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The Golden Egg: (Brunetti 22) (Commissario Brunetti) by [Leon, Donna]
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The Golden Egg: (Brunetti 22) (Commissario Brunetti) Kindle Edition

4.3 out of 5 stars 185 customer reviews

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Length: 290 pages Word Wise: Enabled Enhanced Typesetting: Enabled
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"The familiar characters and Venetian location are described with remarkable freshness and, as always, the edifying result is both amusing and thought-provoking" (Sunday Telegraph)

"Leon’s impeccably plotted, utterly involving Italian-set novels (featuring the food-loving Commissario Brunetti) have rarely been less than excellent. So it proves with the latest, The Golden Egg. Involved in routine enquiries into a possible bribery case, Brunetti hears from his wife Paola of the death of an educationally-challenged man who worked at the Brunetti’s dry cleaners ... The Golden Egg is Donna Leon on top form." (The Good Book Guide)

"If there’s a writer for whom the law of diminishing returns has been revoked, it’s Donna Leon. The doyenne of Italian crime fiction, whose stamina in returning time and again to her Venetian beat is matched only by her curiosity, she has proved herself, in the space of 22 titles, not only an able detective novelist, but the author of something more substantial ... It is one of the joys of Leon’s work that she can take readers into the sinister heart of Italy, and yet, in the person of Brunetti and his companions, convince us that not all is lost." (Herald)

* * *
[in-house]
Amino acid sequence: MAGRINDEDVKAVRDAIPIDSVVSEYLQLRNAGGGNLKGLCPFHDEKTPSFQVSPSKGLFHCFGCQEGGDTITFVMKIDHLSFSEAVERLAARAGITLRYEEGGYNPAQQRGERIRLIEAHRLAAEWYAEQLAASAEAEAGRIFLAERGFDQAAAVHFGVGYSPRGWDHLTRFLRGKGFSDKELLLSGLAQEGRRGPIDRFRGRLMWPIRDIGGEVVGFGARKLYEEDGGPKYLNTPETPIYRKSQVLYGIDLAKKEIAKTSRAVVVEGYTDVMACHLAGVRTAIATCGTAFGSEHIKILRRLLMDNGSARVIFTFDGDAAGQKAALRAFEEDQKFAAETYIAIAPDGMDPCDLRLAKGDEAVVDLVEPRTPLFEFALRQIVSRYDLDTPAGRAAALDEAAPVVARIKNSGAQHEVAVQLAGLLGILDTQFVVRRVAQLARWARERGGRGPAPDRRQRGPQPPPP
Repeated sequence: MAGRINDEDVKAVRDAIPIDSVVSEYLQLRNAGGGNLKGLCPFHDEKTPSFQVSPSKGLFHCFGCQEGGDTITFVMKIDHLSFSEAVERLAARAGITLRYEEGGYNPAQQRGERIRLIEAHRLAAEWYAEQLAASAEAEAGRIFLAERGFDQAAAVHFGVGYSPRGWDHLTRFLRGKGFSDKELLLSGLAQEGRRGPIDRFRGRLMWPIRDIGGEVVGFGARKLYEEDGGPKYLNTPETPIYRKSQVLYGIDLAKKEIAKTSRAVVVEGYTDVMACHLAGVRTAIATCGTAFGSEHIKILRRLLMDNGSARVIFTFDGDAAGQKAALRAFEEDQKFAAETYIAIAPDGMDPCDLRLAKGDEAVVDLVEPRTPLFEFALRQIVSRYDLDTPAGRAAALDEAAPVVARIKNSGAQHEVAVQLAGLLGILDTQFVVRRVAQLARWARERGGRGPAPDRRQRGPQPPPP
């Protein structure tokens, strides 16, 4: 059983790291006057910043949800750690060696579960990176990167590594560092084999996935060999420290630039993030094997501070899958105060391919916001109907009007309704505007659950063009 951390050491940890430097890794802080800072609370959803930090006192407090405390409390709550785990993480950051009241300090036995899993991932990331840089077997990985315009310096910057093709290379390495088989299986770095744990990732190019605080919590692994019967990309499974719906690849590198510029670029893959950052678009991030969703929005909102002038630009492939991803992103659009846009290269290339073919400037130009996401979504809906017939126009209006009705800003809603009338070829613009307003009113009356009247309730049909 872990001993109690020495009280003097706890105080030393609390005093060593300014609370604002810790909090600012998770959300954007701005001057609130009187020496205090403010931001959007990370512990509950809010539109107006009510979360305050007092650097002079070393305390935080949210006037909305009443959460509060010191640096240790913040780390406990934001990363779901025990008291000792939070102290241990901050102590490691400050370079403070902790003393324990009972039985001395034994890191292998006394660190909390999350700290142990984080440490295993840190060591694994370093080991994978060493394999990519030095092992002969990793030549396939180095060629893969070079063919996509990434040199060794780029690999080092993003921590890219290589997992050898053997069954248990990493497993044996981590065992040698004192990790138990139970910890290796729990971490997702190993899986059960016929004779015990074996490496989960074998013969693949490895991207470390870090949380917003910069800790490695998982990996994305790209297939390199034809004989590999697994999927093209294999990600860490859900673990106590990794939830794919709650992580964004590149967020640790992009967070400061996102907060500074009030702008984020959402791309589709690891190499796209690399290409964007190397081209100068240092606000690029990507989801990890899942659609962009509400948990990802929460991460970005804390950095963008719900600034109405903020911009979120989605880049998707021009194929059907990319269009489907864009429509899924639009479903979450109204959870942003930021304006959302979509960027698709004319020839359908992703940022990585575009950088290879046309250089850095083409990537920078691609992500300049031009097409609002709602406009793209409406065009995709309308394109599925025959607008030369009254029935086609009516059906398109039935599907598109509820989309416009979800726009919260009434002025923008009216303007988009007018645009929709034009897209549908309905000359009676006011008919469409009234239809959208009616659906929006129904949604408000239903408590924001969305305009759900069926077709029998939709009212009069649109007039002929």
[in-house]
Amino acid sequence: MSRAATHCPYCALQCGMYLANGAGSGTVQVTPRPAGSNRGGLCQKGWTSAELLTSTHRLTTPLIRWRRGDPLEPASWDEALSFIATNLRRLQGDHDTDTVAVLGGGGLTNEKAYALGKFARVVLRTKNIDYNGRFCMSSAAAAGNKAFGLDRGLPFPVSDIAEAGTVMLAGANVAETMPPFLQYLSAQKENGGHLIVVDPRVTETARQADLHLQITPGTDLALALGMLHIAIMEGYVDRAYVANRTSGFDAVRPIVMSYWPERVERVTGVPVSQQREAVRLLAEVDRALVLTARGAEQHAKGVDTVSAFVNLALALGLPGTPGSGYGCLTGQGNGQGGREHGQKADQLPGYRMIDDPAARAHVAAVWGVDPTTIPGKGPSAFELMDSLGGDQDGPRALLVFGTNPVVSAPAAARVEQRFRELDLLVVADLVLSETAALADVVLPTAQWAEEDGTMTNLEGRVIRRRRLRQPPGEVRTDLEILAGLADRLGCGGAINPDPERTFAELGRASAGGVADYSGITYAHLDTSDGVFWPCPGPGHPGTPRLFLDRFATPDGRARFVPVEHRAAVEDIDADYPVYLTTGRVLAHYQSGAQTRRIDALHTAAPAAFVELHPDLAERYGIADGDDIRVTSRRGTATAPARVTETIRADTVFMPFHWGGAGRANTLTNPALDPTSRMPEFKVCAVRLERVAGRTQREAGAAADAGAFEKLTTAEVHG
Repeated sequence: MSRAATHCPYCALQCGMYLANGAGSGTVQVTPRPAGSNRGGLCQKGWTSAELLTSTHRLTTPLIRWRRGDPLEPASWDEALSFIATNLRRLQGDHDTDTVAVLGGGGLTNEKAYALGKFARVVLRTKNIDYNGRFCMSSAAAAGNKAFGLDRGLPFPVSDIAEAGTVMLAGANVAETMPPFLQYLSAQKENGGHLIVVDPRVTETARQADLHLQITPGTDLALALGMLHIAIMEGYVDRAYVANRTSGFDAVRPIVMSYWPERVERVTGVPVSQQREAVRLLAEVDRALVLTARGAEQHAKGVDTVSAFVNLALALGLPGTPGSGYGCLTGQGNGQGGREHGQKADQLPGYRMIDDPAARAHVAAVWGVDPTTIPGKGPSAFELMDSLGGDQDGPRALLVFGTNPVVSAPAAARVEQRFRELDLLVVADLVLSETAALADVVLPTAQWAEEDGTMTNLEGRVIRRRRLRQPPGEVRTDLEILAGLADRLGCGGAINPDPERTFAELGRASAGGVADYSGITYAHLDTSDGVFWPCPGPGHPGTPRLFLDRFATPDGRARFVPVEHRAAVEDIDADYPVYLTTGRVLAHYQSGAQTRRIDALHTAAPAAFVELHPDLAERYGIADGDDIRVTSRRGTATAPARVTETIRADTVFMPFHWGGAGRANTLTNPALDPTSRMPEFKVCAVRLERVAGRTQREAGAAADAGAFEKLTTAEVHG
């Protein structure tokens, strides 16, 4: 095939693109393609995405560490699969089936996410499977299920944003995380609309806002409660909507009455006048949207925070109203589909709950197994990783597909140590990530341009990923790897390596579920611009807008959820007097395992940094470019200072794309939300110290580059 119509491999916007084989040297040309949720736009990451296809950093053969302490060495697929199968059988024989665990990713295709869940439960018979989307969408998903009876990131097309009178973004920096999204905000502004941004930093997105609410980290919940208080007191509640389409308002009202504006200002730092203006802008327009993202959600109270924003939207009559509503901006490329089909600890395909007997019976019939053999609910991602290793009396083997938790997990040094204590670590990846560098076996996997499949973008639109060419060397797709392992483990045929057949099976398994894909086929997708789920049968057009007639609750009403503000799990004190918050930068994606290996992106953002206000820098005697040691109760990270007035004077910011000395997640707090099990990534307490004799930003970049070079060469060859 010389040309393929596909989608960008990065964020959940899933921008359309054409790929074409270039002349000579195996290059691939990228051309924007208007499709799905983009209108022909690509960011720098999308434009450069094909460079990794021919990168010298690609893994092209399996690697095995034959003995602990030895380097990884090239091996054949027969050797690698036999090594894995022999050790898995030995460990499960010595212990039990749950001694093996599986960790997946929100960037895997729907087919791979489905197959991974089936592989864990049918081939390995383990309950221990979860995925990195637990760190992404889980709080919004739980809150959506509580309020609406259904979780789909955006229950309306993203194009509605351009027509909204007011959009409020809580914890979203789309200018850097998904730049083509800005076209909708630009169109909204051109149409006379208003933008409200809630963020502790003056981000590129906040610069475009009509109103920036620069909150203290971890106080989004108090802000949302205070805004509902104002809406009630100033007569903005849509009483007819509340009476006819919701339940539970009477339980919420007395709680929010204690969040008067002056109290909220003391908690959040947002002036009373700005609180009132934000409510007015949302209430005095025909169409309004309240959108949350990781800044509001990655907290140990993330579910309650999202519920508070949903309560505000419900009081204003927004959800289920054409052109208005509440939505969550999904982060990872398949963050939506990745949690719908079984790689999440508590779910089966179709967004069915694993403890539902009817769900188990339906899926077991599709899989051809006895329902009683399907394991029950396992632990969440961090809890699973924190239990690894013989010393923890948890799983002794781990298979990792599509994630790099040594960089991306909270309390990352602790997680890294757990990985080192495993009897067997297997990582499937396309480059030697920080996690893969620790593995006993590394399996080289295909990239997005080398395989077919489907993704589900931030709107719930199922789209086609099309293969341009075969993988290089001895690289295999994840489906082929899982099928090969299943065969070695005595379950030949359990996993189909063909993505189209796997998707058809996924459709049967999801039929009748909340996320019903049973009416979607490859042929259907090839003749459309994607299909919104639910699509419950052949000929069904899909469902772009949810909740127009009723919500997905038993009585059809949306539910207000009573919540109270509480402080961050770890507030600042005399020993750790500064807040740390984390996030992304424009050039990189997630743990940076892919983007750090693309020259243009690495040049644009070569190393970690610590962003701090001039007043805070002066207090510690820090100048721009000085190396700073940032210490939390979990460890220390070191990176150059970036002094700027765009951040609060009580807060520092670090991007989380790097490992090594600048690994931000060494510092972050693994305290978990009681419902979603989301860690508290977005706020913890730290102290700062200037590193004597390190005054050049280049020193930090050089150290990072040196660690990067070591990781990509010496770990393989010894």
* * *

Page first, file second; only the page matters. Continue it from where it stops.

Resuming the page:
"The introspective Brunetti, a man with a healthy sense of the absurd and a sharp eye for the fading grandeur of the city’s architecture, makes for good company as he negotiates the perilous labyrinth of Venetian police office politics. Deceptively languid in its pace and a masterclass in mood, The Golden Egg … is a meticulously crafted example of how even the most apparently innocuous of crimes can reveal a trove of history." (Irish Times)

"All beautifully spliced together" (Evening Standard)

Book Description

Celebrated by The Times as one of the 50 Greatest Crime Writers, Donna Leon brings Venice to life in the twenty-second Brunetti novel of this bestselling series, where our detective must uncover the mystery surrounding a mute man's murder.

Product details

  • Format: Kindle Edition
  • File Size: 722 KB
  • Print Length: 290 pages
  • Publisher: Cornerstone Digital (4 April 2013)
  • Sold by: Amazon Media EU S.à r.l.
  • Language: English
  • Text-to-Speech: Not enabled
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  • Word Wise: Enabled
  • Enhanced Typesetting: Enabled
  • Average Customer Review: 4.3 out of 5 stars 185 customer reviews
  • Amazon Bestsellers Rank: #13,701 Paid in Kindle Store (See Top 100 Paid in Kindle Store)
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Customer Reviews

Top Customer Reviews

Format: Hardcover
I have bought every single one of Donna Leon's books but if the Golden Egg had been my introduction to her books I doubt that I would have continued to read them. It is, of course, beautifully written: she is not a professor of English (and American?) literature for nothing. But the characterisation and plots used to be complex and textured. Equally, her polemic about the inherent corruption in Italian politics, Venice and religion was always expressed in a way that was integral to the characters and plot, and thus rung true. The last few books have been thinner both literally and metaphorically. In the Golden Egg the plot is singular and hammered out with a blunt insistency. Brunetti and his colleagues, as well as Paola (his professorial wife) and children are no longer fleshed out satisfactorily: they feel two-dimensional and superficially drawn. The anti-corruption voice now just feels like a diatribe from the author herself. I am happy to wait two years in between novels, or even longer, if it means Donna Leon returning to the excellence of her earlier novels.
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Format: Hardcover Verified Purchase